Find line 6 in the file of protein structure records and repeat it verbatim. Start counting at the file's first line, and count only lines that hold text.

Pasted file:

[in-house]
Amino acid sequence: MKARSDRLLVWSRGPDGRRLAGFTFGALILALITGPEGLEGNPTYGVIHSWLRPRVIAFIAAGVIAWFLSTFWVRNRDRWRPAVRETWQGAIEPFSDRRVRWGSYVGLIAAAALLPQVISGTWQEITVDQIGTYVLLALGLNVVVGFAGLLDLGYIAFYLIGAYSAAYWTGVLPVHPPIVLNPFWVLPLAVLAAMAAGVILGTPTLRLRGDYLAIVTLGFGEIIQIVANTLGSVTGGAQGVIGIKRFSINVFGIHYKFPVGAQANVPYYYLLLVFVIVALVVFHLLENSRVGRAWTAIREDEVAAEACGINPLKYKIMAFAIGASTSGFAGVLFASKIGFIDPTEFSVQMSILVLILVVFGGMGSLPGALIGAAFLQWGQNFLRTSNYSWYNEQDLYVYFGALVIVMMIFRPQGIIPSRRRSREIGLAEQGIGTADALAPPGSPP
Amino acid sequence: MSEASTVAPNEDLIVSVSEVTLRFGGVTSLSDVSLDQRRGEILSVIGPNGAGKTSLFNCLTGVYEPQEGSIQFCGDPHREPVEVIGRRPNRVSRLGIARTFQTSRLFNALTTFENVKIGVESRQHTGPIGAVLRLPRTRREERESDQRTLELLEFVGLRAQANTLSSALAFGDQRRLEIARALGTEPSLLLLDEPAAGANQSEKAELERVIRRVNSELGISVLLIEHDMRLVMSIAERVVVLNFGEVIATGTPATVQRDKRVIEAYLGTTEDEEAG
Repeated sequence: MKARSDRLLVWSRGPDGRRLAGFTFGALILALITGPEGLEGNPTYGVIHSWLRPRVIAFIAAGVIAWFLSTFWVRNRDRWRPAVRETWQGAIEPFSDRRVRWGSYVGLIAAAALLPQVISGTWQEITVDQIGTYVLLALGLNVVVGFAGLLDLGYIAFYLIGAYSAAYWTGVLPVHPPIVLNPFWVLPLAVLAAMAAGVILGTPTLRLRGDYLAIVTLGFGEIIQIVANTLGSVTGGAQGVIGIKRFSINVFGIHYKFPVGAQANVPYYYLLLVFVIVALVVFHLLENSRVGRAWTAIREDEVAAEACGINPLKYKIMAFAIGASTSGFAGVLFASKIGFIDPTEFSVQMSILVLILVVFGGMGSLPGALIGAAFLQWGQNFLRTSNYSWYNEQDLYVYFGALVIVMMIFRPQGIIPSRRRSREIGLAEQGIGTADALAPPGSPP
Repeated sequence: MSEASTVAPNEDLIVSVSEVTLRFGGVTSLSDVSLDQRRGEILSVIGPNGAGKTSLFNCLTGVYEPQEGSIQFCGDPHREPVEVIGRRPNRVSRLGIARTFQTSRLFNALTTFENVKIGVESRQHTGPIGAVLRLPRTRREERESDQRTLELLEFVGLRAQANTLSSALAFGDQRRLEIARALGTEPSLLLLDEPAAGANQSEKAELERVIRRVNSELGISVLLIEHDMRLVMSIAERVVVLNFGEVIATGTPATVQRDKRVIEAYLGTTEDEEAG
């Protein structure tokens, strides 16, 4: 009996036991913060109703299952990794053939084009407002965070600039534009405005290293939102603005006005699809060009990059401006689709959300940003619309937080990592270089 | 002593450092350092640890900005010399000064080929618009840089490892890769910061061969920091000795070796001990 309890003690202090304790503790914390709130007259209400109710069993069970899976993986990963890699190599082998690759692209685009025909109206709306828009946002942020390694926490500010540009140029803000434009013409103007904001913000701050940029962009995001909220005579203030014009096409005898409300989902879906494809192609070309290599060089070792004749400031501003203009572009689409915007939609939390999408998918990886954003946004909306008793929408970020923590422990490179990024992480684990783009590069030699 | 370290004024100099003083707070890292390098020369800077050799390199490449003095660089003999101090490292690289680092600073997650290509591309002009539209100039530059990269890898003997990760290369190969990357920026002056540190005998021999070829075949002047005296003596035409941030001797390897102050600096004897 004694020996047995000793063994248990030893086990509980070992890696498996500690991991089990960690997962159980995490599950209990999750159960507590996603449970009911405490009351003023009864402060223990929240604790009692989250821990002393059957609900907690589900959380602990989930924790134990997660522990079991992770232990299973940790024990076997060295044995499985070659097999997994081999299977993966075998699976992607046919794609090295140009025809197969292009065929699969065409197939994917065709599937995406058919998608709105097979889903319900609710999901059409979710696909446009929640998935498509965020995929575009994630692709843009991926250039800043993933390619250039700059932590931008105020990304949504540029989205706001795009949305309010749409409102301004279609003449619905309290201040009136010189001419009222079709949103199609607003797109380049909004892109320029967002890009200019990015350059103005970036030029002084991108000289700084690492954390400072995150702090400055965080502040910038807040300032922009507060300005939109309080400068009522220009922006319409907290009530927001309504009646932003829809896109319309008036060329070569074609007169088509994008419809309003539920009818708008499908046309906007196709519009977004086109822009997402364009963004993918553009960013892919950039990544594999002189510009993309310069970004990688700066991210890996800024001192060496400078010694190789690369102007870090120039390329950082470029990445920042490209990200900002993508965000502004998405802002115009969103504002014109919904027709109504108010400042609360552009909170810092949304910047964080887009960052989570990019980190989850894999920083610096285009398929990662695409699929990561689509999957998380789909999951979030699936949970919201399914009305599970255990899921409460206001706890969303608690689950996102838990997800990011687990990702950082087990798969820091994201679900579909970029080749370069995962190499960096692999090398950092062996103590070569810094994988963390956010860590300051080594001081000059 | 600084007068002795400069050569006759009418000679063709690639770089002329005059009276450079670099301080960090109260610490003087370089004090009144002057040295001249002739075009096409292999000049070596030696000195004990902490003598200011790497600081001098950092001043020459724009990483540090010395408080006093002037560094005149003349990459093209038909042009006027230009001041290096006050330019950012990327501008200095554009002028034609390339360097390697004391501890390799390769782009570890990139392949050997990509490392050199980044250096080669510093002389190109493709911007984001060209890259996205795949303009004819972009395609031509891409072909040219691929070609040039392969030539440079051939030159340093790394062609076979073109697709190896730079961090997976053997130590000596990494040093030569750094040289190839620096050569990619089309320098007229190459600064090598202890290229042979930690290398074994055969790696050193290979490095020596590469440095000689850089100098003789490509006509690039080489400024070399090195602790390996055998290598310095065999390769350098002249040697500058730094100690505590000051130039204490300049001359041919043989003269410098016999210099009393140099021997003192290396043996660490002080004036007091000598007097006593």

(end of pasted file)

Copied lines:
């Protein structure tokens, strides 16, 4: 009996036991913060109703299952990794053939084009407002965070600039534009405005290293939102603005006005699809060009990059401006689709959300940003619309937080990592270089 | 002593450092350092640890900005010399000064080929618009840089490892890769910061061969920091000795070796001990 309890003690202090304790503790914390709130007259209400109710069993069970899976993986990963890699190599082998690759692209685009025909109206709306828009946002942020390694926490500010540009140029803000434009013409103007904001913000701050940029962009995001909220005579203030014009096409005898409300989902879906494809192609070309290599060089070792004749400031501003203009572009689409915007939609939390999408998918990886954003946004909306008793929408970020923590422990490179990024992480684990783009590069030699 | 370290004024100099003083707070890292390098020369800077050799390199490449003095660089003999101090490292690289680092600073997650290509591309002009539209100039530059990269890898003997990760290369190969990357920026002056540190005998021999070829075949002047005296003596035409941030001797390897102050600096004897 004694020996047995000793063994248990030893086990509980070992890696498996500690991991089990960690997962159980995490599950209990999750159960507590996603449970009911405490009351003023009864402060223990929240604790009692989250821990002393059957609900907690589900959380602990989930924790134990997660522990079991992770232990299973940790024990076997060295044995499985070659097999997994081999299977993966075998699976992607046919794609090295140009025809197969292009065929699969065409197939994917065709599937995406058919998608709105097979889903319900609710999901059409979710696909446009929640998935498509965020995929575009994630692709843009991926250039800043993933390619250039700059932590931008105020990304949504540029989205706001795009949305309010749409409102301004279609003449619905309290201040009136010189001419009222079709949103199609607003797109380049909004892109320029967002890009200019990015350059103005970036030029002084991108000289700084690492954390400072995150702090400055965080502040910038807040300032922009507060300005939109309080400068009522220009922006319409907290009530927001309504009646932003829809896109319309008036060329070569074609007169088509994008419809309003539920009818708008499908046309906007196709519009977004086109822009997402364009963004993918553009960013892919950039990544594999002189510009993309310069970004990688700066991210890996800024001192060496400078010694190789690369102007870090120039390329950082470029990445920042490209990200900002993508965000502004998405802002115009969103504002014109919904027709109504108010400042609360552009909170810092949304910047964080887009960052989570990019980190989850894999920083610096285009398929990662695409699929990561689509999957998380789909999951979030699936949970919201399914009305599970255990899921409460206001706890969303608690689950996102838990997800990011687990990702950082087990798969820091994201679900579909970029080749370069995962190499960096692999090398950092062996103590070569810094994988963390956010860590300051080594001081000059 | 600084007068002795400069050569006759009418000679063709690639770089002329005059009276450079670099301080960090109260610490003087370089004090009144002057040295001249002739075009096409292999000049070596030696000195004990902490003598200011790497600081001098950092001043020459724009990483540090010395408080006093002037560094005149003349990459093209038909042009006027230009001041290096006050330019950012990327501008200095554009002028034609390339360097390697004391501890390799390769782009570890990139392949050997990509490392050199980044250096080669510093002389190109493709911007984001060209890259996205795949303009004819972009395609031509891409072909040219691929070609040039392969030539440079051939030159340093790394062609076979073109697709190896730079961090997976053997130590000596990494040093030569750094040289190839620096050569990619089309320098007229190459600064090598202890290229042979930690290398074994055969790696050193290979490095020596590469440095000689850089100098003789490509006509690039080489400024070399090195602790390996055998290598310095065999390769350098002249040697500058730094100690505590000051130039204490300049001359041919043989003269410098016999210099009393140099021997003192290396043996660490002080004036007091000598007097006593």